2008 NFL Draft - Ranking Offensive Tackles
Michigan OT Jake Long
Michigan OT Jake Long
Posted Apr 12, 2008

Offensive tackle is every bit the glamor position the skill players are in this year's draft. From Ryan Clady to Gosder Cherilus to Michigan's Jake Long, who could go No. 1 overall, this is a loaded year. CFN ranks the top 35 prospects with the deep sleeper and most overrated and underrated players.

2008 NFL Draft Position Rankings
The Offensive Tackles

Rankings & Breakdowns
Top 50 Players - 1 to 25 |
Top 50 Players - 26 to 50 | Quarterbacks
Running Backs |
Wide Receivers | Tight Ends | Offensive Tackles  
Offensive Guards |
Centers | Defensive Ends | Defensive Tackles    
Linebackers |
Safeties | Cornerbacks | Punters & Kickers  

By Pete Fiutak

The Class Is ... Terrific. Jake Long might be the crown jewel, but Ryan Clady, Chris Williams, Jeff Otah, Gosder Cherilus, and Sam Baker could turn out to be ten-year starters. It's a deep group with a lot of good ones who'll make teams happy late in the first day.

The Best Value Pick Will Be ... Mike Gibson, California

Most Underrated ... Sam Baker, USC

Most Overrated ... Oniel Cousins, UTEP

The Deep, Deep Sleeper Is ..
Brandon Keith, OT/OG Northern Iowa


1. Jake Long, OT Michigan
Huge, tough, and surprisingly agile, Long's a mammoth all-around blocker who does almost everything at a high level. Tremendously strong and with an attitude that punishes defenders, he's a sure-thing NFL run blocker who can step in on day one and produce. The big issue, for a player worthy of a top selection and all the money that comes with it, is his potential against speed rushers. He had a problem against Ohio State and now he'll have to show he can consistently handle NFL ends with quick first steps. He can step in right away and play right tackle; he'll make a lot of money and will be paid a ton to not be a sure-thing left tackle. That's not to say he can't play on the left side, but he might be better on the right.
CFN Projection: Top Five Overall

2. Ryan Clady, OT Boise State
A little thought about recruit, Clady turned into pure gold for Boise State as he was a dominant all-around blocker from the start. He proved in the Fiesta Bowl win over Oklahoma that he could produce at the highest level with a fantastic performance, and he was consistently fantastic his entire career. Arguably the best pass blocker in the draft, he's quick on his feet and can pound away when needed. Already a great prospect, he could be a perennial Pro Bowl performer if he becomes a bit more physical.
CFN Projection: First Round


3. Chris Williams, OT Vanderbilt
The range of opinion on what Williams is, and what he could become, runs the gamut. One of the most athletic linemen in the draft in a 6-6, 315-pound body, he looks the part and should grow into an elite pass blocker. He can eventually be plugged in on the left side and let roll for a decade. However, he had a mediocre workout on his pro day and he's not necessarily a killer. If he can grow into more of a powerful run blocker, he should be terrific.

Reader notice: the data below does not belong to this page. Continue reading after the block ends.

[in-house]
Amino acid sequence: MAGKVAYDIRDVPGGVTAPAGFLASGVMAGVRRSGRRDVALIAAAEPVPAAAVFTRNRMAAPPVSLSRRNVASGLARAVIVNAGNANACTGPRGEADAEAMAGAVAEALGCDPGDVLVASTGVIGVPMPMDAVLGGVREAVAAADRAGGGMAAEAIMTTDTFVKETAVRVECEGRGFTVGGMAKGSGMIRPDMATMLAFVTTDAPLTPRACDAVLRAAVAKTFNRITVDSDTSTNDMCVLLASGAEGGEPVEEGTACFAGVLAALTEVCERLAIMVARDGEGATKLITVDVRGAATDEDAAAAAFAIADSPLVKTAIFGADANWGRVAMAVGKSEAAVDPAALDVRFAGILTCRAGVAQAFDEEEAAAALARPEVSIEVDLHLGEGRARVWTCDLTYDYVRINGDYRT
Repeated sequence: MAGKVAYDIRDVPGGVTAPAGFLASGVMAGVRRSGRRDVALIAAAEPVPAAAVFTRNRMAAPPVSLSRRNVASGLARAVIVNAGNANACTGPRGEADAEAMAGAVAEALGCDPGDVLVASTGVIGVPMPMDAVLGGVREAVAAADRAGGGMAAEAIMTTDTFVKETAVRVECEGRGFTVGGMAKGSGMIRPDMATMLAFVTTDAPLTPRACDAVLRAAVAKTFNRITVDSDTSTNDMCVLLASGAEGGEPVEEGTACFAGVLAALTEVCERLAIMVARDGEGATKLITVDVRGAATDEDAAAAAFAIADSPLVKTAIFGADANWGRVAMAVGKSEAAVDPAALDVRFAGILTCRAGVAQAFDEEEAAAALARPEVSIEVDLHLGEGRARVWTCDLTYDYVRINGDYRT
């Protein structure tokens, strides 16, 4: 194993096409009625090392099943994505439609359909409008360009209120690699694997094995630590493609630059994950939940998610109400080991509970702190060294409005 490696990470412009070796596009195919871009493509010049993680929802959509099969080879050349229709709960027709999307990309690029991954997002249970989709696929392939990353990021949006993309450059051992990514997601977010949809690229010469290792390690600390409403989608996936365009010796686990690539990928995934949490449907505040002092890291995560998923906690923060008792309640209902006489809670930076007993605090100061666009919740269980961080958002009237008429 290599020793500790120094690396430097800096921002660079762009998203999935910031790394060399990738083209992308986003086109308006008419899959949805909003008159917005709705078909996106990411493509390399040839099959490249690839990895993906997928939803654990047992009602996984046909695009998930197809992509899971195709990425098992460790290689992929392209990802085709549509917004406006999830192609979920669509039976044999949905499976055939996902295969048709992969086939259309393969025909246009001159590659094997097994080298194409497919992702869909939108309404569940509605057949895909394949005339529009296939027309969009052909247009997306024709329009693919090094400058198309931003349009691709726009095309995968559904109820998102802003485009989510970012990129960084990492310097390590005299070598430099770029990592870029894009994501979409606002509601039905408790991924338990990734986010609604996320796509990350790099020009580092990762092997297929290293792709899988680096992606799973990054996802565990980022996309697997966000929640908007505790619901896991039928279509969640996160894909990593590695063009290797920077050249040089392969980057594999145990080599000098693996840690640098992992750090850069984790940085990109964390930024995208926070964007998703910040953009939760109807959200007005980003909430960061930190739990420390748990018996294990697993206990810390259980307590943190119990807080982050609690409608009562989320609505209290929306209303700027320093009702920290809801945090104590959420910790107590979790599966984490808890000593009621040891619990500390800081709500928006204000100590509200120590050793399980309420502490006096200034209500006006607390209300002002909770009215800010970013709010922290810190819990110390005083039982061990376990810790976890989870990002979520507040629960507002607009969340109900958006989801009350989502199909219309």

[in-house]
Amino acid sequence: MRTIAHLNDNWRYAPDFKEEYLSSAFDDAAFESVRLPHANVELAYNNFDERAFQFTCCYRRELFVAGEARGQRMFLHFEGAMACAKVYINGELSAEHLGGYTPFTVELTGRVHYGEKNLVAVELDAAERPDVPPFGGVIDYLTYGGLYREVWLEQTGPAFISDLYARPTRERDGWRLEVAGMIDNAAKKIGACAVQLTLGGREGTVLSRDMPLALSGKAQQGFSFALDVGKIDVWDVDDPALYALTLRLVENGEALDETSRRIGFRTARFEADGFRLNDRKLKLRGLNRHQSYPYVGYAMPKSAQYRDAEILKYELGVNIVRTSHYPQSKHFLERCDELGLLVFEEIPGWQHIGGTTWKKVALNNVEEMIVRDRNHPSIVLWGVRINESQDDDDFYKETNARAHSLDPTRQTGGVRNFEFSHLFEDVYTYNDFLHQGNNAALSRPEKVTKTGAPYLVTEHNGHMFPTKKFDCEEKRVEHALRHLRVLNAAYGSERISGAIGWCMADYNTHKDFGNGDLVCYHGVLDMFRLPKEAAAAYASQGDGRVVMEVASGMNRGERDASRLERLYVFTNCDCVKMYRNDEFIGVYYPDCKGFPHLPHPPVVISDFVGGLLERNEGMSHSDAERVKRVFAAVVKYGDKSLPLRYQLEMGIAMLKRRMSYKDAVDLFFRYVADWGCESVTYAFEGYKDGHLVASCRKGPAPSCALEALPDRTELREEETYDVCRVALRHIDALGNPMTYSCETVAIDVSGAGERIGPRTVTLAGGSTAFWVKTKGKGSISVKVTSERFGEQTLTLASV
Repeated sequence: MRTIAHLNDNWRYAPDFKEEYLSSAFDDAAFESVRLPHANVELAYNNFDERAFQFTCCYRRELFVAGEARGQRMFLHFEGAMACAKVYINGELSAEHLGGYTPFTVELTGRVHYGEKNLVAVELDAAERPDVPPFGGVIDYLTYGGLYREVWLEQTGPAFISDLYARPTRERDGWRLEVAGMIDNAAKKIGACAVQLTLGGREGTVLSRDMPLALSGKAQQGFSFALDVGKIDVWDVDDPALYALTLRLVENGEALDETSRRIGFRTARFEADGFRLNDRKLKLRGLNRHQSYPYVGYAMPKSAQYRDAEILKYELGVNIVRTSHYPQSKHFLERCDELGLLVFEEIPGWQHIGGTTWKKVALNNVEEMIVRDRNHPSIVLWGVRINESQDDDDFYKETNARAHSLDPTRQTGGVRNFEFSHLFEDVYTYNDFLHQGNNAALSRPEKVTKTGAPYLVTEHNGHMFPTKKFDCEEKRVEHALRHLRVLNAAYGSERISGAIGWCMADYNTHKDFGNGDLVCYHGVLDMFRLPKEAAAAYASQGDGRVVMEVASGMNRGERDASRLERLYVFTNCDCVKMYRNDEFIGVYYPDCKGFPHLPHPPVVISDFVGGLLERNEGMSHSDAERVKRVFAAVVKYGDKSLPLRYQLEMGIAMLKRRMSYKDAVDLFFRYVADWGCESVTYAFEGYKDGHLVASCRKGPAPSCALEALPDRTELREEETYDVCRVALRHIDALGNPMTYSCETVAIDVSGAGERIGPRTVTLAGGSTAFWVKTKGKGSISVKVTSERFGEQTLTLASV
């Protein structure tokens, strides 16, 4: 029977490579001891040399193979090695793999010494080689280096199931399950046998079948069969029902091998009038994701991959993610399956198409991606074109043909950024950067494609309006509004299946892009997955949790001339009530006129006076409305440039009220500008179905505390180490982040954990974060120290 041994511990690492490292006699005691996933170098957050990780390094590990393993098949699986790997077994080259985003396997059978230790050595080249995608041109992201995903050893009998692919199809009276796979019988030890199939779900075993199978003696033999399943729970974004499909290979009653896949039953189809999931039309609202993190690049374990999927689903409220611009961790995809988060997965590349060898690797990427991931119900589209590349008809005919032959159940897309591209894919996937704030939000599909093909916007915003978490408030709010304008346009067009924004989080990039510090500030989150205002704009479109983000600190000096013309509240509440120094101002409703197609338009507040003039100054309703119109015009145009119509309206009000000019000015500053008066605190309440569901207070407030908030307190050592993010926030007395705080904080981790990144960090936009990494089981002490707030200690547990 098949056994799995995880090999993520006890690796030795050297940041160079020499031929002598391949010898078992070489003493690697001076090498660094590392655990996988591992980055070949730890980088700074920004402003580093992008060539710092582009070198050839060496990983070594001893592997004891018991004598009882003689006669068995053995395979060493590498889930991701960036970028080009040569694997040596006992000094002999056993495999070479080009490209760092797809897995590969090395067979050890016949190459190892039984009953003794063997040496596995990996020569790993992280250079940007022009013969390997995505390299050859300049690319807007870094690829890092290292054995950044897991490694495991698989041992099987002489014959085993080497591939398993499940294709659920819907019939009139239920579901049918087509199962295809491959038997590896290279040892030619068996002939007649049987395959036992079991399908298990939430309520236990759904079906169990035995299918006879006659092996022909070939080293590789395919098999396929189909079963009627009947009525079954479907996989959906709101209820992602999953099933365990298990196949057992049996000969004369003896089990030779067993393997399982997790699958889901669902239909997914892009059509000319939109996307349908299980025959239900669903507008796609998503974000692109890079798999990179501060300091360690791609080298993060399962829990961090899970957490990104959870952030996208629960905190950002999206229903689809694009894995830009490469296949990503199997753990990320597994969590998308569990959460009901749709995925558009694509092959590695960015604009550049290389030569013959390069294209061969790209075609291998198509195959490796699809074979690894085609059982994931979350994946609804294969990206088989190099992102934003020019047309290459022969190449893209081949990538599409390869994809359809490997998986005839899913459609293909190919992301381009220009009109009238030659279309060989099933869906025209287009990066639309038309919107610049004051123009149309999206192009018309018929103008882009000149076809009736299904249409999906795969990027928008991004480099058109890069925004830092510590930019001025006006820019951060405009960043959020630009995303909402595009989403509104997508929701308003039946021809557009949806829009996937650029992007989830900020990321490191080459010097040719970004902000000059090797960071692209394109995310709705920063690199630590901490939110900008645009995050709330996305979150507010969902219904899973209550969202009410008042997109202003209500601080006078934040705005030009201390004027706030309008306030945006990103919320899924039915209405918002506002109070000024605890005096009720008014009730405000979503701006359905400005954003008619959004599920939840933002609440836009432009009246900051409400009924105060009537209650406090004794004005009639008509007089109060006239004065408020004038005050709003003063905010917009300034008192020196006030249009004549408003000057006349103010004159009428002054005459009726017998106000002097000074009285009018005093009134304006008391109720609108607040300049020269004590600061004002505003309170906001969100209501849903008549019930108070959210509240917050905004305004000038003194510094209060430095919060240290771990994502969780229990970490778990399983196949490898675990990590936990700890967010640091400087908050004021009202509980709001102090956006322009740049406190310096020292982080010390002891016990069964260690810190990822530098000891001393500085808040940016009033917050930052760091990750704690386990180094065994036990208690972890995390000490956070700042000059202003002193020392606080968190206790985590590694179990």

CFN Projection: Late First Round

4. Jeff Otah, OT Pitt
A massive run blocker who will plow over everyone at the next level, he's ideal for anyone with a power running game and has the attitude to punish and destroy anyone who gets in his path. While he's not all that athletic and isn't going to be great on the move, he should be able to get by on his strength and his 6-6, 325-pound size. There's still work to be done, he's not a finished product, and that's a plus. The ceiling is limitless.
CFN Projection: First Round

5. Sam Baker, OT USC
The son of the Arena Football League's commissioner is an athletic big man who was tremendously productive for four years playing at the highest level each and every week. While he's good in pass protection and is great on the move, he's not necessarily a rock against speed rushers and isn't quite as dominant a run blocker as many would like. He's a technician; not a mauler.
CFN Projection: Second Round

6. Gosder Cherilus, OT Boston College
One of the high risers after a good off-season, he's a 6-7, 315-pound athlete who destroys defenders when he gets the chance. He'll bust his tail to get better and will be coachable. The concern will be how well he handles a No. 1 pass rusher if he plays on the left side. More than fine if he spends his career on the right, there are concerns that the Virginia Tech games might have shown the real player he is.

CFN Projection: First Round

7. Anthony Collins, OT Kansas
While he's not strongest lineman and he still needs a ton of work, he has excellent upside for anyone with the patience to sit on him for a year or three. While he had a great junior season as the lead blocker for the upstart Jayhawks, and was a finalist for the Outland Trophy, he should've stuck around another year to hit the weights and to keep working on his technique and overall maturity. At 6-5 and 310 pounds with tremendous athleticism, he might be worth the risk ... and the wait.

CFN Projection: Late Second Round To Early Third Round

8. Oniel Cousins, OT/OG UTEP
If he can play as big as he looks, and if he can get a few years to develop, the upside is there. But he's a risk; a massive one. Originally a defensive lineman, he was good when he didn't have to use his feet and could simply hit someone, but he struggled in a big way when given a shot on the left side. The athleticism is there and the size could make him a guard if need be, but he's a prospect and is far from a finished product.

CFN Projection: Third Round

9. Carl Nicks, OT Nebraska
A massive former defensive tackle who at 343 pounds is surprisingly athletic.
A killer run blocker, he's been fantastic whenever he's able to get his arms on someone and has enough quickness to get down field and spring big plays. He needs refinement and he need a fire lit under him. He wasn't nearly as good as he should've been for the Husker offense, but when he had a good game, he was really, really good.
CFN Projection: Third Round

10. Geoff Schwartz, OT Oregon
It's all there except the athleticism. He's not not going to beat most speed rushers and he could eventually make his money at guard, but he'll battle hard and will beat people up in the running game. Really tough, really strong, and really good for long stretches, he'll be a great cog in the system for ten years, but he'll never be a Pro Bowl caliber performer.

CFN Projection: Early Second Day

11. Barry Richardson, OT Clemson